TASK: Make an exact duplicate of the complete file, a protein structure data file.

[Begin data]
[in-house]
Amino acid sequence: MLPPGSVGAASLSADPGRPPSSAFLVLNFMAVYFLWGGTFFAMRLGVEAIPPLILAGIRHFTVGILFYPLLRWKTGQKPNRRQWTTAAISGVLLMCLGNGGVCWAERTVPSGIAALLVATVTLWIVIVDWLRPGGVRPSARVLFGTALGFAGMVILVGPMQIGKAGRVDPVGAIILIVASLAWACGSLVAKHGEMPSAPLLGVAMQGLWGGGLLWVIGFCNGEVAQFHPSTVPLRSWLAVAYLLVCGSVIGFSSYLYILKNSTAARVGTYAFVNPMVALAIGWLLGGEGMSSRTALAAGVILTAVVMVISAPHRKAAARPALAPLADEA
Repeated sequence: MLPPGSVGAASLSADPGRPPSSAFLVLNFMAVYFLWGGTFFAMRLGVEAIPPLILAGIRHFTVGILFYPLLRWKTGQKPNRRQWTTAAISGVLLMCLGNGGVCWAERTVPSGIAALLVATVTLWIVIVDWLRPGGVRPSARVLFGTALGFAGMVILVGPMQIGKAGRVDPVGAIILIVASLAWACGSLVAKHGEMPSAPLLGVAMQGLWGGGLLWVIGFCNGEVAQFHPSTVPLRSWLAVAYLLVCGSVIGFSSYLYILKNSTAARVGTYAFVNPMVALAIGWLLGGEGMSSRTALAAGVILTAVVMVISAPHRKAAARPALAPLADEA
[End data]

[in-house]
Amino acid sequence: MLPPGSVGAASLSADPGRPPSSAFLVLNFMAVYFLWGGTFFAMRLGVEAIPPLILAGIRHFTVGILFYPLLRWKTGQKPNRRQWTTAAISGVLLMCLGNGGVCWAERTVPSGIAALLVATVTLWIVIVDWLRPGGVRPSARVLFGTALGFAGMVILVGPMQIGKAGRVDPVGAIILIVASLAWACGSLVAKHGEMPSAPLLGVAMQGLWGGGLLWVIGFCNGEVAQFHPSTVPLRSWLAVAYLLVCGSVIGFSSYLYILKNSTAARVGTYAFVNPMVALAIGWLLGGEGMSSRTALAAGVILTAVVMVISAPHRKAAARPALAPLADEA
Repeated sequence: MLPPGSVGAASLSADPGRPPSSAFLVLNFMAVYFLWGGTFFAMRLGVEAIPPLILAGIRHFTVGILFYPLLRWKTGQKPNRRQWTTAAISGVLLMCLGNGGVCWAERTVPSGIAALLVATVTLWIVIVDWLRPGGVRPSARVLFGTALGFAGMVILVGPMQIGKAGRVDPVGAIILIVASLAWACGSLVAKHGEMPSAPLLGVAMQGLWGGGLLWVIGFCNGEVAQFHPSTVPLRSWLAVAYLLVCGSVIGFSSYLYILKNSTAARVGTYAFVNPMVALAIGWLLGGEGMSSRTALAAGVILTAVVMVISAPHRKAAARPALAPLADEA